On balance, it is less clear to the Court than it was to the court in Fung that a user would conclude that the employee-uploader was acting on behalf of the service provider. Reasonable minds could differ, as in MP3tunes, as to the extent to which the videos at issue here were uploaded by Vimeo employees in their personal capacities as opposed to as agents of Vimeo. Accordingly, a triable issue has been raised with respect to whether the employees were storing their content as “users” within the meaning of § 512(c) or as employees acting within the scope of their employment.
The ruling also has a pretty good discussion on the old question of "red flag knowledge." Here, the court is unpersuaded by the labels' argument that everyone should automatically know that these things are infringing:
Plaintiffs claim that Vimeo employees’ interactions with these fifty-five Videos-in-Suit necessitates a determination that Vimeo had actual or red flag knowledge of the videos’ infringing content. The Court disagrees. Despite the fact that these interactions are undisputed and that most, if not all, of the copyrighted songs used in the videos would be characterized by many as popular, and in some cases legendary—indeed, it is difficult to think of a song more iconic than The Beatles’ “All You Need is Love”—the Court is not prepared to hold that this automatically compels the conclusion that the service provider, through its employees, was aware of facts and circumstances that would make it objectively obvious to a reasonable person that those videos were infringing.That's good. Too many copyright maximalists like to pretend that if there's copyright content there, and an employee is aware of it, that's automatically "red flag" knowledge. The court doesn't deny that there might be red flag knowledge (and even expresses skepticism towards some of Vimeo's arguments), but says that this, too, is an argument to be heard at trial.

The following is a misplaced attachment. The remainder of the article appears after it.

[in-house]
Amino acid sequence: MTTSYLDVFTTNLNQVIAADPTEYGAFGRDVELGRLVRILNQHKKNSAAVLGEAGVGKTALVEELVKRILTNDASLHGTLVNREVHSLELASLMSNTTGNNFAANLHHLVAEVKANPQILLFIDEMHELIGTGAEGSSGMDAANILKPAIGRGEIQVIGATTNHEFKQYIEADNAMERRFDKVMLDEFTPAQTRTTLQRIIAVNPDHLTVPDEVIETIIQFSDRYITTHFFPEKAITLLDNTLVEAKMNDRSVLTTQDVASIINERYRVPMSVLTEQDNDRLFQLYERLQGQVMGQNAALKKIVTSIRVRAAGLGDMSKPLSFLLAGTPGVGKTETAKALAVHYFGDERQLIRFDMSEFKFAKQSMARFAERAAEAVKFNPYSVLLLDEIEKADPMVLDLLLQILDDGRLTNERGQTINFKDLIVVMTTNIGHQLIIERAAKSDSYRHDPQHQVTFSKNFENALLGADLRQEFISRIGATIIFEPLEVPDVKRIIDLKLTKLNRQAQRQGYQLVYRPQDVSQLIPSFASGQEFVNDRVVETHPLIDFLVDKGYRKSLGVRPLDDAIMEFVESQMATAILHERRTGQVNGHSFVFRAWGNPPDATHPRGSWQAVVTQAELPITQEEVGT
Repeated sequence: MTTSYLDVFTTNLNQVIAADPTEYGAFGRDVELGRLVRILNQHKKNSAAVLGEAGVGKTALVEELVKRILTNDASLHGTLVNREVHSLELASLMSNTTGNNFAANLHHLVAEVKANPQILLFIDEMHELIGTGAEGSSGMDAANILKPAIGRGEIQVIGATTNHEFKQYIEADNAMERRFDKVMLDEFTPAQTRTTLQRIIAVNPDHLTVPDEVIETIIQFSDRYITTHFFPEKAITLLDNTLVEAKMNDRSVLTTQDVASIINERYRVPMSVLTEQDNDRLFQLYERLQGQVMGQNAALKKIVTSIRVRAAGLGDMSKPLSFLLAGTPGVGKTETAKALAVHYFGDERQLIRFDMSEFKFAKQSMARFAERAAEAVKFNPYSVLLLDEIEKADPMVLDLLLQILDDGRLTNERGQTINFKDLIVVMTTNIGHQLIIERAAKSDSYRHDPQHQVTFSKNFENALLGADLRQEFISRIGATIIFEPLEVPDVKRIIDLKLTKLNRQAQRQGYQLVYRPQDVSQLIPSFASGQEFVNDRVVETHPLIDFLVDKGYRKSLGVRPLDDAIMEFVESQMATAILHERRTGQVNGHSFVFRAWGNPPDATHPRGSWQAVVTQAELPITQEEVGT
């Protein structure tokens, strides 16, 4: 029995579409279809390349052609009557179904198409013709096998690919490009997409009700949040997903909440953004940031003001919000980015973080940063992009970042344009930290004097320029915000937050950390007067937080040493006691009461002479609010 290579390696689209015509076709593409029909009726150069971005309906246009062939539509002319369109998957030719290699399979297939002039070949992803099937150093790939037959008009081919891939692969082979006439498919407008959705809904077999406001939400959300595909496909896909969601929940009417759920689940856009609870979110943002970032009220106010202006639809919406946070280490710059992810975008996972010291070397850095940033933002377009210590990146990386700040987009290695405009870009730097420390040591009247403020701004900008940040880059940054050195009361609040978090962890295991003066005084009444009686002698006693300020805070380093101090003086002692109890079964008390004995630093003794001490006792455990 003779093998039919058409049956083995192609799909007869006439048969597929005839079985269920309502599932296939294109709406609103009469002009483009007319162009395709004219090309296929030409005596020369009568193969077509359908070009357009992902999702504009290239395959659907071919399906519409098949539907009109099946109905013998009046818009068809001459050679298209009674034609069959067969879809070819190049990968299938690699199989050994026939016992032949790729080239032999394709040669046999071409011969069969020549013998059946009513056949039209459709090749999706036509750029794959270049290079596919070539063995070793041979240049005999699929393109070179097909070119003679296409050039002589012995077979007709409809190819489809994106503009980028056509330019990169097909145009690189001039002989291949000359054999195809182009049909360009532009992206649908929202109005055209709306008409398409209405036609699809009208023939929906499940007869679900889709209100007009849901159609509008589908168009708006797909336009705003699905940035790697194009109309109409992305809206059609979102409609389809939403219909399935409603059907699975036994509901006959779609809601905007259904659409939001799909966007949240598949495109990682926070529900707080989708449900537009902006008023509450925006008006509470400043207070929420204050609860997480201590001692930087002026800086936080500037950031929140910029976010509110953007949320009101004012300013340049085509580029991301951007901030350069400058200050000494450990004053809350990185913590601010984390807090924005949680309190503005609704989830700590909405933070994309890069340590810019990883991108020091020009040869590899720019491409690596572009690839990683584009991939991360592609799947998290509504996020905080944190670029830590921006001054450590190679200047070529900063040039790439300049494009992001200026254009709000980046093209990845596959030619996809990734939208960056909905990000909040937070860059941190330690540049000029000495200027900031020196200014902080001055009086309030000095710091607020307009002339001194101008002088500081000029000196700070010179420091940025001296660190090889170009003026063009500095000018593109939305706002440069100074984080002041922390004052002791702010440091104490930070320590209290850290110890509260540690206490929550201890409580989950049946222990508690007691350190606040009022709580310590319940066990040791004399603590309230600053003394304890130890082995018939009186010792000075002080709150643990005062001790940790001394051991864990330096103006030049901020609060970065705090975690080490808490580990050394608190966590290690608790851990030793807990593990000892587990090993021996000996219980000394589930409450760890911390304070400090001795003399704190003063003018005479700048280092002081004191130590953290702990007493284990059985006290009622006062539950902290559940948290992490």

The court also rejects the argument of "willful blindness," again suggesting that just because the labels didn't like the way Vimeo acted, that does not equate to willful blindness.
What remains of Plaintiffs’ willful blindness argument amounts to little more than their frustration that Vimeo did not use sophisticated monitoring technology in its possession to seek out and remove instances of infringing content. As noted above, however, [the DMCA] and attendant case law make clear that service providers are under no affirmative duty to seek out infringement.The court also rejects the idea that Vimeo "induced" users to infringe on copyright, noting (again) that the mere use or even sanctioning of infringement is not enough.
This evidence simply does not rise to the level of that adduced in Grokster—either in quantity or in kind. In Grokster, the record was “replete with evidence” that defendants “clearly voiced the objective that recipients use [their product] to download copyrighted works.” ... The examples supplied by Plaintiffs reflect no such thing. To be sure, some of the videos discussed above created by Vimeo employees (for example, Lodwick’s lip dub) incorporated infringing music, and users’ submissions may have often incorporated the same. But the relevant standard at issue here—inducement by way of the exertion of substantial influence on the activities of users—cannot be met by evidence of stray instances of wrongful conduct by Vimeo employees on the Website and/or a generalized effort to promote videos that incorporate music. This is so particularly in light of the Supreme Court’s acknowledgement in Grokster that courts be “mindful of the need to keep from trenching on regular commerce or discouraging the development of technologies with lawful and unlawful potential.”There is one more really bad part of the ruling... and it's saying that there are no DMCA protections on pre-1972 sound recordings. This is an issue we've mentioned a bunch lately, with different courts coming to different determinations. Unfortunately, this time, the court says the DMCA safe harbors don't apply:
The Court shares the view that “it is for Congress, not the courts, to extend the Copyright Act to pre-1972 sound recordings, both with respect to the rights granted under the Act and the limitations on those rights (such as section 512) set forth in the Act.” Copyright Office Report at 132; see also UMG Recordings, Inc., 964 F.Y.S.2d at 112 (it would “be far more appropriate for Congress, if necessary, to amend the DMCA to clarify its intent, than for this Court to do so by fiat.”) Accordingly, the Court grants summary judgment to Plaintiffs for all applicable Videos-in-Suit.And so, this case is far from over. There are a lot of good things in the ruling, but the details at the trial are going to matter quite a bit as well, and the failure to cover pre-1972 recordings will continue to create a chilling effect on user-generated websites which now face some amount of risk for having such songs uploaded.